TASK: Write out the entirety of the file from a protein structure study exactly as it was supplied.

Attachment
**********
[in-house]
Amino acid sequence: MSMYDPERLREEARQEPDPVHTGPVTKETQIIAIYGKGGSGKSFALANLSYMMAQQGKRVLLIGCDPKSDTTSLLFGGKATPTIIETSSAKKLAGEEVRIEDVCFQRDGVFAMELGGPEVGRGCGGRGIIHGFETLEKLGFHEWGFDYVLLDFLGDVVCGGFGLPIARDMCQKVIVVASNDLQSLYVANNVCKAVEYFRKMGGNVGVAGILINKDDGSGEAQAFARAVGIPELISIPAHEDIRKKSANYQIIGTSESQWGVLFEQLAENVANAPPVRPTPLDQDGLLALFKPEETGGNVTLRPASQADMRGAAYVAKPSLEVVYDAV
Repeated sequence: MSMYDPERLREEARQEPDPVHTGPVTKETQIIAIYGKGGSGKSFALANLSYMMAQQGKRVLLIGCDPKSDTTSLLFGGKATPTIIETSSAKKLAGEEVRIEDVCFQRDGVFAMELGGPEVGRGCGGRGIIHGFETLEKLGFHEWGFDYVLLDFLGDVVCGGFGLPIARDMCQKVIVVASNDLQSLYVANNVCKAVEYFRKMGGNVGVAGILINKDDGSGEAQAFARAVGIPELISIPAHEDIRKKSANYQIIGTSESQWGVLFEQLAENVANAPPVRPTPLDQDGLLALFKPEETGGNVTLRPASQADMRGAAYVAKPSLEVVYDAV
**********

[in-house]
Amino acid sequence: MSMYDPERLREEARQEPDPVHTGPVTKETQIIAIYGKGGSGKSFALANLSYMMAQQGKRVLLIGCDPKSDTTSLLFGGKATPTIIETSSAKKLAGEEVRIEDVCFQRDGVFAMELGGPEVGRGCGGRGIIHGFETLEKLGFHEWGFDYVLLDFLGDVVCGGFGLPIARDMCQKVIVVASNDLQSLYVANNVCKAVEYFRKMGGNVGVAGILINKDDGSGEAQAFARAVGIPELISIPAHEDIRKKSANYQIIGTSESQWGVLFEQLAENVANAPPVRPTPLDQDGLLALFKPEETGGNVTLRPASQADMRGAAYVAKPSLEVVYDAV
Repeated sequence: MSMYDPERLREEARQEPDPVHTGPVTKETQIIAIYGKGGSGKSFALANLSYMMAQQGKRVLLIGCDPKSDTTSLLFGGKATPTIIETSSAKKLAGEEVRIEDVCFQRDGVFAMELGGPEVGRGCGGRGIIHGFETLEKLGFHEWGFDYVLLDFLGDVVCGGFGLPIARDMCQKVIVVASNDLQSLYVANNVCKAVEYFRKMGGNVGVAGILINKDDGSGEAQAFARAVGIPELISIPAHEDIRKKSANYQIIGTSESQWGVLFEQLAENVANAPPVRPTPLDQDGLLALFKPEETGGNVTLRPASQADMRGAAYVAKPSLEVVYDAV